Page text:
David Mitchell, in his groundbreaking ‘rich white guy finds things to whinge about to a deadline’ column in The Observer last weekend, spaffed out 1,000 words about his hatred of street performers. I’m a street performer. Have been for thirty years. So I was curious about what, exactly, about my artform had so irked Mr Mitchell.
Was it, perhaps, the beautifully egalitarian way a street show is open to any and everyone? It’s one of the very few forms of entertainment to truly be able to say this – with a busker’s audience, there’s no admission charge, nor a preferred type of audience member.
The price of a ticket is simply a desire to watch, and everyone is welcome, and treated equally. Street performers are experts at making their work accessible to the young and the old alike, those that understand the language spoken, and those that don’t. You don’t even have to have any money to watch – those who can pay, cover those that are unable to – it’s a beautiful thing. Socialist, populist theatre.
Maybe he found the artform too broad. Street performing offers a cocktail of disciplines and artforms unmatched anywhere else. Wander down Edinburgh’s Royal Mile during the Fringe and buskers might come in the shapes of Japanese slapstick maestros, Australian hula-hoopers, Spanish clowns, Dutch magicians, American acrobats, and, if you see me, a British juggler in a fantastic suit.
And did he really just call us ‘hippies’? What kind of half-assed dad-insult is that, in 2018? Hippies haven’t been a thing since before David was in public school. You’ll find no hippies among our number – just international theatre makers, globally recognised physical comedy virtuosos, world class circus performers, and dozens of other hard-to-categorise artists who travel the world entertaining audiences in theatres, clubs, festivals, and, yes, on streets. Ironically, given his distaste for people who work on the street, perhaps David likes his shows a little more pedestrian.
No, of course that’s not it. He’s very clear about why he doesn’t like buskers. It’s not about us, it’s about him. He is, he says, very anti-group fun. Always a peachy quality for a comedian, that. But there’s more. He talks about being a Finge performer himself, a few years back, handing out flyers and struggling to sell any tickets, then seeing people like me having Fun on the streets with huge crowds and seething as he watched.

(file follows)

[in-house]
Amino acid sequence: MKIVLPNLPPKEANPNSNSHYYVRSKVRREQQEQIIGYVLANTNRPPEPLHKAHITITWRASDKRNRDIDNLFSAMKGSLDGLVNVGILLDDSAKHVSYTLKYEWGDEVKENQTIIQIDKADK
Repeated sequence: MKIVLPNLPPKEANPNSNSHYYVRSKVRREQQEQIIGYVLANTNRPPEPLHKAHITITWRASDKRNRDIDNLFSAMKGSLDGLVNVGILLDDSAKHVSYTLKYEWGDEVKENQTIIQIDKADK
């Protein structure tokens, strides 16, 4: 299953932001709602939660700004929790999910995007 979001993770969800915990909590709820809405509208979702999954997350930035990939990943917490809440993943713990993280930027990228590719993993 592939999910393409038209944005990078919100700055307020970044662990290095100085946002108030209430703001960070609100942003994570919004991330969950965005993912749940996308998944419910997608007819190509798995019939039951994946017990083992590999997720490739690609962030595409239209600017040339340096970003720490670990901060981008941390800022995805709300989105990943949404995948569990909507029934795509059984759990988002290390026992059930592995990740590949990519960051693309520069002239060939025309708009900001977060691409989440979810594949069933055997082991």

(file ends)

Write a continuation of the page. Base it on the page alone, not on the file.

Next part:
Oh babe, that’s just the Fringe – everyone struggles sometimes. You weren’t failing because you weren’t any good. You were failing because people didn’t care. The street performers that made you ball your little fists, though? They were succeeding because they were good. They’re masters of an artform you don’t seem to respect enough to really understand. Which is a shame, because despite your stated assumption that we’re all twats, we’re actually pretty lovely, so perhaps if you’d said hi, you might have learned a few tricks that could have helped you fill your venue.
In his column, David says that street performers have big crowds because people know the show is free. Nope. They have big crowds because over years, often decades, of honing one of the last remaining Fringe theatre forms, they’ve learned how to charm passing strangers, conjure a theatre from cobblestones, and deliver something that people enjoy so much, that many of them voluntarily choose to donate money at the end, when they could so easily, not.
Being a street performer trains you in bulletproof stagecraft, improvisation, timing, tight scripting, stage presence, and fearlessness, in a way nothing else can. Just ask people like Eddie Izzard, Penn & Teller, Robin Williams, Steve Martin, and dozens of other household names, all of whom developed their unique performing styles on the streets.
Only an idiot judges a show by its venue, and that’s double-true at the Edinburgh Fringe.
My feeling is that David figured buskers are an easy target. Glorified beggars, right? I mean, if your punches are going to be this lazy, you need to be throwing them down, not up. His grumpy middle-aged man schtick is played out and obvious, and if not carefully managed can easily come across as elitist assholery.
Look, we’re all entitled to our opinions, but to be so lame and mean-spirited about one of the few remaining elements of beautiful, chaotic, surprising Fringe spirit? Seems like a waste of a column. I mean, what kind of person, with such a fantastic platform in the national press, uses it to whinge about a whole artform, that millions of people enjoy, just because they once had a shitty day at the fringe.
David, are you a baddie?
Underneath David’s free column which people only like because it’s free, there’s a little bonus paragraph. It’s from the Guardian itself. It suggests that if the reader enjoyed the piece, we might want to consider contributing some money. Guess we’re not so different, after all.
Mat Ricardo Versus The World is on at City Cafe, Edinburgh Fringe Festival, at 12.30pm. He has added an extra show at the Counting House at 6.40pm on Monday. Unsurprisingly, it’s a pay-what-you-want sort of show…